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    K-State Undergraduate Catalog 2000-2002

    About the Catalog
    About the University
    Glossary and Abbreviations
    Academic Advising
    Tuition and Fees
    All-University Regulations
    Student Financial Assistance
    Services for Students
    Auxiliary Services and Facilities
    International Programs
    Secondary Majors
    dGeneral Requirements
    dUniversity General Education
    dProgram Choices
    dAgricultural Economics
    dAgricultural Education
    dAgricultural Technology Management
    dAnimal Sciences and Industry
    dFood Science and Industry
    dGeneral Agriculture
    dGrain Science and Industry
    dHorticulture, Forestry, and Recreation Resources
    dPlant Pathology
    Architecture, Planning, and Design
    Arts and Sciences
    Business Administration
    Human Ecology
    Technology and Aviation
    Veterinary Medicine
    Graduate School
    Intercollegiate Athletics
    K-State Research and Extension
    University Faculty


    Marc. A. Johnson, Dean and Director of the Kansas Agricultural Experiment Station and the Kansas Cooperative Extension Service
    114 Waters Hall

    Lawrence H. Erpelding, Associate Dean
    Kevin J. Donnely, Assistant Dean
    Jackie McClaskey, Assistant Dean
    117 Waters Hall

    The College of Agriculture offers 15 bachelor of science degree programs, 10 master of science programs, nine programs leading to the Ph.D., and a pre-veterinary medicine program. The programs and options provide flexibility to meet the needs of students who will enter varied careers in the food chain and related agribusinesses.

    The profession
    Professional agriculture is the application of the physical, biological, and social sciences and the principles of management to food production, preservation and processing, crop and livestock marketing, culture of flowers and ornamentals, life processes of plants and animals, natural resources management, economic development, and related fields.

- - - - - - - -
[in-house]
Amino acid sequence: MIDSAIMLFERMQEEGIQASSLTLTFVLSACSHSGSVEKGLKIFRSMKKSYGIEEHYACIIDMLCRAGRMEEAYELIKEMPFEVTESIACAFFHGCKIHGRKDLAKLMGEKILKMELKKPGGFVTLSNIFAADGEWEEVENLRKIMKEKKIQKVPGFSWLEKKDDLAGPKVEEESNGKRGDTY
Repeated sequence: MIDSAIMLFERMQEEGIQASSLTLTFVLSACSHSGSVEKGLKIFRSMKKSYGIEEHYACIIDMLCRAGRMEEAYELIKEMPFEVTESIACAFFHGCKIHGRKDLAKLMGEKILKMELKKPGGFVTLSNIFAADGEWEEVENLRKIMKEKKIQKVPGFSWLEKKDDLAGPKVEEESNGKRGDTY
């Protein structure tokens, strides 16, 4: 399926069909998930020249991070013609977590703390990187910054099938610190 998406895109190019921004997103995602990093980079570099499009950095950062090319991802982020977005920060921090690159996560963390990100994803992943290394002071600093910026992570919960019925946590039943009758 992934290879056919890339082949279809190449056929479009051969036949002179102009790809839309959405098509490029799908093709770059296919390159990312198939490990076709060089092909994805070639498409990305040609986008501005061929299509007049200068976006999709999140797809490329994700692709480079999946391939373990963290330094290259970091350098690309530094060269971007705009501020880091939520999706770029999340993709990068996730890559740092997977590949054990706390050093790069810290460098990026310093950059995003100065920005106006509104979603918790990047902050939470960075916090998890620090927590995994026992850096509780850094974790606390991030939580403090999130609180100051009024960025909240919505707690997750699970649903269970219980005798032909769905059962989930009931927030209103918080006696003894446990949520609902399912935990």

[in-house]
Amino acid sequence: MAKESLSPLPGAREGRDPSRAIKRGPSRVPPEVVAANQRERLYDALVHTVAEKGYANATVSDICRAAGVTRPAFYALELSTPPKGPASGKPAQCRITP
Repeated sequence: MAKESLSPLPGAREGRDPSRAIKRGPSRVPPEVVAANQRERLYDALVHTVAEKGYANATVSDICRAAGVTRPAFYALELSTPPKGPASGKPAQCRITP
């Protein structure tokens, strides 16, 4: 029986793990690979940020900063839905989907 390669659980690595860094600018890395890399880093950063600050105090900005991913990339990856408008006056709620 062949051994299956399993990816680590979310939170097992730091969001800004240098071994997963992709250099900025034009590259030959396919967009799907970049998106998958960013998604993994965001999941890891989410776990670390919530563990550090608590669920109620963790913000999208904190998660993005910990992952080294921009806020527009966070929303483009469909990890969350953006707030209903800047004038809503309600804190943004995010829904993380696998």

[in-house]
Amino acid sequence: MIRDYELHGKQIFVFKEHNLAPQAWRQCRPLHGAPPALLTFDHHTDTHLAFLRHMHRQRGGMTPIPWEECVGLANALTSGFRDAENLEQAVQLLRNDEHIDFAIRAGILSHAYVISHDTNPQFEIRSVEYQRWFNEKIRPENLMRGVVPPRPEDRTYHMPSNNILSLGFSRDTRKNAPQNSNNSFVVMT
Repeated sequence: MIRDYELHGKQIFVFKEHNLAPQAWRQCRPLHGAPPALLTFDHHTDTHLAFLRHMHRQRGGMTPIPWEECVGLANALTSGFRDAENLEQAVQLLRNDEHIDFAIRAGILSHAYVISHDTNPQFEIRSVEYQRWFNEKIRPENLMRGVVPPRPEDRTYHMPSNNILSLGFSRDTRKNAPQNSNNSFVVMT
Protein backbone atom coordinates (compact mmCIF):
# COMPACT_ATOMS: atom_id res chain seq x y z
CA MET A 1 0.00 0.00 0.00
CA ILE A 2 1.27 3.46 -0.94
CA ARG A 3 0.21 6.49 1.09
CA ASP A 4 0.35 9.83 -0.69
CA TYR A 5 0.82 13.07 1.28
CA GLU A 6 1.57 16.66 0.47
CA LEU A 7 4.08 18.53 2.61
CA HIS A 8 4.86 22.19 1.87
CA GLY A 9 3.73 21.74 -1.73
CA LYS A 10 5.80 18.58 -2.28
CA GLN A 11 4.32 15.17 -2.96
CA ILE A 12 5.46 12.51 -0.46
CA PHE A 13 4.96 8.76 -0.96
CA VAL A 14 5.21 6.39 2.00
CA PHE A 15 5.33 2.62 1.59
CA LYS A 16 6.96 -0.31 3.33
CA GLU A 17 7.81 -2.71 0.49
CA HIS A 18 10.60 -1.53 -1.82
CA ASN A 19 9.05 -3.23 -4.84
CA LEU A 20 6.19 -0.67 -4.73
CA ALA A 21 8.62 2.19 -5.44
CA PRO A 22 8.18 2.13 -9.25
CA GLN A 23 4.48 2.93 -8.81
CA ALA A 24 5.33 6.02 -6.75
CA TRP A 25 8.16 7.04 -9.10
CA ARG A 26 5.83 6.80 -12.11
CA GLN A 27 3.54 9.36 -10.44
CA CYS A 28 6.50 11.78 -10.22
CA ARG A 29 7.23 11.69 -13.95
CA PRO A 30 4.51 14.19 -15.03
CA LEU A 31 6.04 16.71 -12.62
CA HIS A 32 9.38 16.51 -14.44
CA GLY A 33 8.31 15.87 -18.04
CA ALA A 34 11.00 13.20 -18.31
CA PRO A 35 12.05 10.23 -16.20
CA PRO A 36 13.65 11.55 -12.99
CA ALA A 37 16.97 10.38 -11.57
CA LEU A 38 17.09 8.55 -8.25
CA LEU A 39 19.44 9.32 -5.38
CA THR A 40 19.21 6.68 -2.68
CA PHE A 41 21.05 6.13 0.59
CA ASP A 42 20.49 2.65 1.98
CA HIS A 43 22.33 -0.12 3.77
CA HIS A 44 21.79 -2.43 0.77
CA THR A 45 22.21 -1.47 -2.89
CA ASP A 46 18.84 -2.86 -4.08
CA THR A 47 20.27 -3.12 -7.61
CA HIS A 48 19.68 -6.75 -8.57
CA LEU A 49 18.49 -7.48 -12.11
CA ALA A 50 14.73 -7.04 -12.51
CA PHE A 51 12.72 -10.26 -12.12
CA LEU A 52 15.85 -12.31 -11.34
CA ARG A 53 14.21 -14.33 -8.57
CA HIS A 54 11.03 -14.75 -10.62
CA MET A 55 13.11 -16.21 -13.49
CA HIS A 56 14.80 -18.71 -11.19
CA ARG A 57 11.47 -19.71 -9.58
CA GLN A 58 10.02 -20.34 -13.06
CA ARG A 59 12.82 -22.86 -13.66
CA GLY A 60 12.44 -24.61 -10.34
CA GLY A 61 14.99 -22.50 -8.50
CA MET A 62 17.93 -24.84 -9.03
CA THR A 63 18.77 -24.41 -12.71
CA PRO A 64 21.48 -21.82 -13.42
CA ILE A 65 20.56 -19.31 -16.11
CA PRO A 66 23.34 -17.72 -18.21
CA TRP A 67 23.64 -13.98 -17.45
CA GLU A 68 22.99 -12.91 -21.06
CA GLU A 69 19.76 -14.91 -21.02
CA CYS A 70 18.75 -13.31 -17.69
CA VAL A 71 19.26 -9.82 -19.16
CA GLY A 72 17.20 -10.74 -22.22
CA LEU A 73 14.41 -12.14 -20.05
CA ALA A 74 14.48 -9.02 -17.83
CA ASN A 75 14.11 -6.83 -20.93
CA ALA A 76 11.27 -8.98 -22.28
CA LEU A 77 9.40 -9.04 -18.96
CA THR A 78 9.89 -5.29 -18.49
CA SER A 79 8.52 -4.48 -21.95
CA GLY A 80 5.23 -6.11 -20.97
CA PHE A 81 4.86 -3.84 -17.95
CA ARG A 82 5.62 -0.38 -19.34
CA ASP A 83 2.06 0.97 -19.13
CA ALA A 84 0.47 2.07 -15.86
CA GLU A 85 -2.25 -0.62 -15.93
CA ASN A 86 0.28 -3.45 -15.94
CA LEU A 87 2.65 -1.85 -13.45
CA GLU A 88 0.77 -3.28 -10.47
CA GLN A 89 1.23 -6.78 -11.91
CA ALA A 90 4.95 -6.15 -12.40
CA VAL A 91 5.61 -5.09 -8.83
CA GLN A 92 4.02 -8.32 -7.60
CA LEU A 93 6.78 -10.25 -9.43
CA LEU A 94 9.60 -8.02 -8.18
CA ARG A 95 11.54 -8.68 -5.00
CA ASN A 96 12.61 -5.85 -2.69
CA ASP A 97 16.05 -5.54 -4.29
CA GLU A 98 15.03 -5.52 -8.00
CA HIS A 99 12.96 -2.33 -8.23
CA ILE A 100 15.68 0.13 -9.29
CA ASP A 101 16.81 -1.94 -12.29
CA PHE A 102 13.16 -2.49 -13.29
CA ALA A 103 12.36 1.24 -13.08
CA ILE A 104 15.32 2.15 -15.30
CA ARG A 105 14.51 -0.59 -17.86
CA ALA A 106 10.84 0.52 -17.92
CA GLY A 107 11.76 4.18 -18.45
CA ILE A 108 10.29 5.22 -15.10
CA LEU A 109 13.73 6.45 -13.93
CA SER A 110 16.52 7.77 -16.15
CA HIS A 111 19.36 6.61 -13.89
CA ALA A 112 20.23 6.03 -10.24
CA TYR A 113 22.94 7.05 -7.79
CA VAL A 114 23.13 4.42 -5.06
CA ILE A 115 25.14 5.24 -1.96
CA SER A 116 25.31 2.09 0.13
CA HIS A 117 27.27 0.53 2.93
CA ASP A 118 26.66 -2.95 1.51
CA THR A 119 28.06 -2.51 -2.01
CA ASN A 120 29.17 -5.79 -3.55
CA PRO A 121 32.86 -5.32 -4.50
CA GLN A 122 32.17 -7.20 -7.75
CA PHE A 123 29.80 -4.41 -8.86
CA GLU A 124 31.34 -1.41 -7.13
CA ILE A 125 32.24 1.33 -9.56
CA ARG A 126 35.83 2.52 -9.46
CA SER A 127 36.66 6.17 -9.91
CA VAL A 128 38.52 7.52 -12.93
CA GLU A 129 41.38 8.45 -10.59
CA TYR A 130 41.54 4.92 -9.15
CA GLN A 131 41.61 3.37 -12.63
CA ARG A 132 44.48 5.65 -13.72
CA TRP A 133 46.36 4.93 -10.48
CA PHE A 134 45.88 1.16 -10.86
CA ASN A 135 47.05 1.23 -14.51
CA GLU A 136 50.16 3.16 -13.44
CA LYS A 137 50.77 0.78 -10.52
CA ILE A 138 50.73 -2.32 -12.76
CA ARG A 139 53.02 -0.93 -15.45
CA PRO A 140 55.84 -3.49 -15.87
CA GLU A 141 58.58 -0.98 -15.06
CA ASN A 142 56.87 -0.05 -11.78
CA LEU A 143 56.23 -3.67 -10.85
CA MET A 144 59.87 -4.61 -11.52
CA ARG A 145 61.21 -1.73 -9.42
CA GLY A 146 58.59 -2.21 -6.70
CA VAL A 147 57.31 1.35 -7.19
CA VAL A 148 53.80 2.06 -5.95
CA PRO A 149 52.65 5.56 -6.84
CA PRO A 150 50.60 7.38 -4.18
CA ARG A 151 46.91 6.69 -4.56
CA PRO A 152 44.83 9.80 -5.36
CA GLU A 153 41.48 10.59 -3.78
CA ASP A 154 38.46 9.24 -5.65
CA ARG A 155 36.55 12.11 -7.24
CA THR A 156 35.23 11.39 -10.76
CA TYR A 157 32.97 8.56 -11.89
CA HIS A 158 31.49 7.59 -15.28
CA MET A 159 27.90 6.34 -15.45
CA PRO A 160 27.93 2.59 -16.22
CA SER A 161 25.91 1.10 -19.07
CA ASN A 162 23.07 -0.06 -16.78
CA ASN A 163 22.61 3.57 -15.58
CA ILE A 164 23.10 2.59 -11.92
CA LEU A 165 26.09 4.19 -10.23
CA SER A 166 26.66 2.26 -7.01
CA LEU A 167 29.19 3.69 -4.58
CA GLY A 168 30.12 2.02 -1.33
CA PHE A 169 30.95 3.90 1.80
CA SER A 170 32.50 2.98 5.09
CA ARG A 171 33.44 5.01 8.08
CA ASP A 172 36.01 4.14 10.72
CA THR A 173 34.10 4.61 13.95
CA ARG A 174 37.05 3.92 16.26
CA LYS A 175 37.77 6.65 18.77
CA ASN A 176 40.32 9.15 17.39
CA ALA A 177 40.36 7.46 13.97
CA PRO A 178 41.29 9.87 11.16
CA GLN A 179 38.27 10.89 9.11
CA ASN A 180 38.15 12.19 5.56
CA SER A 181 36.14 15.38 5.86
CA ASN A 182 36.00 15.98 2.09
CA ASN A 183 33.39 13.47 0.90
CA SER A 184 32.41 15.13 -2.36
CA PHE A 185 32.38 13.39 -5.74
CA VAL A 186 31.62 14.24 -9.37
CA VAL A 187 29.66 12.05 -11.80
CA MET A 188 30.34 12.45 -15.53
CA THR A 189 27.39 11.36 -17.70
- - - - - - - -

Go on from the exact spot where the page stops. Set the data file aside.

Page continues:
More than 95 percent of the instructional faculty of the College of Agriculture have Ph.D. degrees. All are actively involved in research and publish their findings regularly in scientific journals. They work closely with extension specialists. This integration of teaching, research, and extension helps ensure that courses are current and relevant.

    Effective instruction in the application of basic sciences to modern agricultural industries requires land, buildings, livestock, and equipment. More than 4,000 acres of land are used for experimental work and for instruction.

    A feed mill, flour mill, and bakery include modern equipment from eight countries. Well-equipped drafting rooms are used by milling students. Greenhouses and field plots provide plants for horticulture courses.

    Modern animal industry and dairy and poultry buildings contain some of the latest equipment for teaching and research in nutrition, genetics, and food processing (meat, milk, eggs). Livestock of many breeds, plus various soil types, field crops, fruits, vegetables, and ornamentals, are used in teaching and research.